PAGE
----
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R (A Child) [2005] EWCA Civ 1792

Appeal against the granting of a Care Order rather than a Supervision Order. Supervision Order substituted for the Care Order.


Neutral Citation Number: [2005] EWCA Civ 1792





Royal Courts of Justice


London, WC2

Tuesday, 20th December 2005

B E F O R E:



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MR IAN PEDDIE QC (instructed by Messrs Anthony Morris Solicitors, 8 Ifield Road, Crawley, West Sussex RH11 7YY) appeared on behalf of the Applicant

MS CAROLINE BUDDEN (instructed by West Sussex County Council, County Hall, Chichester, West Sussex PO19 1RQ) appeared on behalf of the Respondent

MR BRUCE COLEMAN (instructed by 1 Garden Court, Temple, London EC4Y 9BJ) appeared on behalf of the child.

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(As Approved by the Court)

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1. LORD JUSTICE THORPE: The parties to this appeal are the local authority; the parents, who are separately represented; and the only relevant child, K, who is of course party to the proceedings and represented by her guardian. K is 7 years of age and the involvement of the local authority followed the shocking revelation of K's older sister, M, that she had been grossly abused sexually by her father. That revelation came in October 2001 and led to the issue of care proceedings on 27th February 2002. The issue of the proceedings was essentially to ensure that the father would remove himself from the family and would remain separately housed.

2. The local authority have managed the protection of K since the emergence of the risk in a most professional way. They have managed an extremely difficult case with sensitivity and judgment. They have managed all this with the collaboration of the parents and the evolving negotiation of a management programme that puts the protection of K as first priority. Clearly there has been a great deal of professional expertise given to investigating the father's capacity to respond to treatment and arrangements have been made for a treatment programme which has progressed satisfactorily and which explains the duration of the care proceedings from their initiation in February 2002 to their determination in June 2005.

3. The final hearing was the product of a directions order made on 2nd September 2004 when five days were allotted to the final hearing. The duration of the final hearing was agreed at the Bar and, with the advantage of hindsight, appears a considerable overestimate, given that there was no dispute as to the ground plan. The issue that propelled the final hearing was whether the local authority should take a Care Order. There was no dispute that the threshold had been established. There was no dispute or no measurable dispute as to future management. The four experts in the case, Mr Zeitlin, Mr Smith, Mr Willis and Dr Pedlow, were all in agreement. The only issue was the appropriate form of order.

4. I am unable to understand why it was thought necessary for all four experts to give oral evidence when they were in substantial agreement and I do not know why there was not a meeting of experts that would have emphasised the possibility of introducing their contributions sufficiently by reference only to their written reports. In the event, the trial process was encumbered by particular difficulties in the County Court, which Ms Budden has explained to us, in the period after Easter. The case was allocated to HHJ Norrie when it had been intended for HHJ Lloyd's list. It was concluded in three and-a-half days but they were not consecutive days: three in April and one in May, but not full court days. The judge reserved at the end of the hearing on 10th May and requested written submissions. The judgment was anticipated on 26th May but the judge required further assistance from the advocates by way of oral submissions and they were not there to assist. Accordingly, she adjourned again. The court reconvened on 22nd June. She heard oral submissions from the advocates and then delivered a long judgment, which was not concluded until 5.40 in the afternoon.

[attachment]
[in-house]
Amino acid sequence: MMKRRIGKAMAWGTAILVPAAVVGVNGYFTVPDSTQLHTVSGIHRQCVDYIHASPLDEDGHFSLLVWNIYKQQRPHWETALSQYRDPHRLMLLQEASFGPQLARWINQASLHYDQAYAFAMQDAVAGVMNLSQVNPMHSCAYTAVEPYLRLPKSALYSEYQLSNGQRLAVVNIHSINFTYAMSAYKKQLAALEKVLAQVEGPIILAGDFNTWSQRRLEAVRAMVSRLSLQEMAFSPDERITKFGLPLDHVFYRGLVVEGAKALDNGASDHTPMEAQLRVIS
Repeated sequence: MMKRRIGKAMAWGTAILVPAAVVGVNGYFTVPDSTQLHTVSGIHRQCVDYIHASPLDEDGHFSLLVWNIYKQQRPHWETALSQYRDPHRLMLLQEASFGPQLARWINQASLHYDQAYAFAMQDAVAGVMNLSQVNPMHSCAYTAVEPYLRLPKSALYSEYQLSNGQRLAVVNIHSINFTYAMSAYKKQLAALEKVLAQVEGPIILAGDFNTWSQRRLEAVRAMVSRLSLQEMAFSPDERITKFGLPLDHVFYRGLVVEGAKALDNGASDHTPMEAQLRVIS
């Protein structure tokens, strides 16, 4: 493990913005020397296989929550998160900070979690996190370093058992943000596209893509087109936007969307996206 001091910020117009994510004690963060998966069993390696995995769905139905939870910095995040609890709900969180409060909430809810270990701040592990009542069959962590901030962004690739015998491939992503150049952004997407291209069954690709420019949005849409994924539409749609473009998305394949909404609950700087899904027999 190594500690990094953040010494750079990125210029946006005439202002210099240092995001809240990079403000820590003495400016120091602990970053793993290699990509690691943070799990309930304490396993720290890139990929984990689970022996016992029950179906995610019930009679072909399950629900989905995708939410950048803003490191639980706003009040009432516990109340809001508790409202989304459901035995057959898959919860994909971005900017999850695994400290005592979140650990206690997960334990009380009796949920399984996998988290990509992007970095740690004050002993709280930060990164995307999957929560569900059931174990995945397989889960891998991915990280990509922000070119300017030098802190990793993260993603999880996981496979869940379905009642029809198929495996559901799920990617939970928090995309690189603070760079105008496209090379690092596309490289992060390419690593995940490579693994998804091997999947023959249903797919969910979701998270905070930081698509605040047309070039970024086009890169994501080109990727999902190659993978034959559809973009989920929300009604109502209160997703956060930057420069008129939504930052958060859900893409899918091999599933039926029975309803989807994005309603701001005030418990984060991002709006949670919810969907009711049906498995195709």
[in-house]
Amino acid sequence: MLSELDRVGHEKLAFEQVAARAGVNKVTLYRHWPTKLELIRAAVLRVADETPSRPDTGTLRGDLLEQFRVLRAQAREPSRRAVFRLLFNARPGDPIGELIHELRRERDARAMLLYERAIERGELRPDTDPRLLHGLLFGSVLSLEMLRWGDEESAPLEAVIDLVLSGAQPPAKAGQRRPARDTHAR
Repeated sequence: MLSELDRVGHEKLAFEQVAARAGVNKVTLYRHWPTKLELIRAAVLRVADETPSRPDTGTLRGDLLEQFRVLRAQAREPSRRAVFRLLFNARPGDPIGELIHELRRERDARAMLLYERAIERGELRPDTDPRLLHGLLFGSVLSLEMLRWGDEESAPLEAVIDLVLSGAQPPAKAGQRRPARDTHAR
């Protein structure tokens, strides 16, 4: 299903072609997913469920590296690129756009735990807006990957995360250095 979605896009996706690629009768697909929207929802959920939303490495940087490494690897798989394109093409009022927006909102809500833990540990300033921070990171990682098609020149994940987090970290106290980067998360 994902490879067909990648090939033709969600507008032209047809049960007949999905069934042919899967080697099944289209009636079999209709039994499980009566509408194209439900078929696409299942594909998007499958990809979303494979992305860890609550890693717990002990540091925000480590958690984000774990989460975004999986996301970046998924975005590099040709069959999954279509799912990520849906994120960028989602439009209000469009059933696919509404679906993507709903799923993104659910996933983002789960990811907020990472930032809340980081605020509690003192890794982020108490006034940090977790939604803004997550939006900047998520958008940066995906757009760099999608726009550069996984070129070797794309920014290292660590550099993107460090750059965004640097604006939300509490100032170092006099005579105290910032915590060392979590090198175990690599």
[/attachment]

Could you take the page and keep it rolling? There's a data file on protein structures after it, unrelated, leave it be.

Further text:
5. The choice that she made was for the Care Order rather than the Supervision Order and that was made in the face of opposition from all parties, accept, of course, the applicant local authority. It was not surprising then that the mother sought permission to appeal. The application came before Wall LJ on 9th November, when he described the appellant's notice as making a powerful case. He directed an oral hearing on notice with permission to follow but indicated that he had only done that to ensure a swift listing. The notice referred to by Wall LJ was settled by Mr Ian Peddie QC and in the interim Mr Bruce Coleman, for the guardian, has filed a skeleton supporting the appeal and Ms Budden a skeleton resisting the appeal. The father has not been separately represented, very sensibly. He simply adopts the mother's case.

6. The powerful criticisms of the judge advanced by Mr Peddie were responded to by Ms Budden, who sought in her skeleton to justify the conclusion and to uphold the judge's reasoning. However the deficiencies in the judgment were as apparent to us as they had been to Wall LJ and we have effectively heard only from Ms Budden, seeking to resist the appeal. She has argued her case formidably and with very great skill. She has made some persuasive points which, had they appeared in the judgment, might have enabled her to uphold the order below. The problem for Ms Budden is that none of those points are to be discovered in the judgment itself. The judge's definition of the essential issue is in paragraph 75 of her judgment, when she said: